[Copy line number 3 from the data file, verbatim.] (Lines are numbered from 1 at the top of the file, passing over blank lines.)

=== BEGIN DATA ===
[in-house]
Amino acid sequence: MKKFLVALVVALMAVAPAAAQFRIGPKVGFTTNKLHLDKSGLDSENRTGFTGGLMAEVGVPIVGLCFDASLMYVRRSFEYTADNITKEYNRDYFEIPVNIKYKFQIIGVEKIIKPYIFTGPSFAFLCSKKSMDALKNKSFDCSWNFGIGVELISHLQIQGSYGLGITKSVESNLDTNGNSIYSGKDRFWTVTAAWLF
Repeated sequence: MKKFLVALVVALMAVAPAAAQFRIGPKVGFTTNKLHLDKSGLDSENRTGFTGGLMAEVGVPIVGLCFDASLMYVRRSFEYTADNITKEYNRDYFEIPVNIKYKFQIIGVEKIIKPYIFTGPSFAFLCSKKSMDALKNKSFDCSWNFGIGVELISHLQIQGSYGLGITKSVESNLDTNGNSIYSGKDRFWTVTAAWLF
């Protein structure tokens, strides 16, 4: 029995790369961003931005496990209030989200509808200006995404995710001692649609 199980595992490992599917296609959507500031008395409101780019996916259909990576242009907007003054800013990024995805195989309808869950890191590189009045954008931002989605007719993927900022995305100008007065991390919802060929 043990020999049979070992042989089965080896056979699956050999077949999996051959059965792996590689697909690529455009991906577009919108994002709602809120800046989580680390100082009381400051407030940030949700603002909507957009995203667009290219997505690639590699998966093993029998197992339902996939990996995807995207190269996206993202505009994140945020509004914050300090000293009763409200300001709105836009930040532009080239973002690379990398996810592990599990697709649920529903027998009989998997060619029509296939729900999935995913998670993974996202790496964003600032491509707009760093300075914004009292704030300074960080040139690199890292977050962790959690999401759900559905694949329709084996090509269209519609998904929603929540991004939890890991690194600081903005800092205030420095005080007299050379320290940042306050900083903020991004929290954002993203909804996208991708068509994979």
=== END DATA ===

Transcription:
Repeated sequence: MKKFLVALVVALMAVAPAAAQFRIGPKVGFTTNKLHLDKSGLDSENRTGFTGGLMAEVGVPIVGLCFDASLMYVRRSFEYTADNITKEYNRDYFEIPVNIKYKFQIIGVEKIIKPYIFTGPSFAFLCSKKSMDALKNKSFDCSWNFGIGVELISHLQIQGSYGLGITKSVESNLDTNGNSIYSGKDRFWTVTAAWLF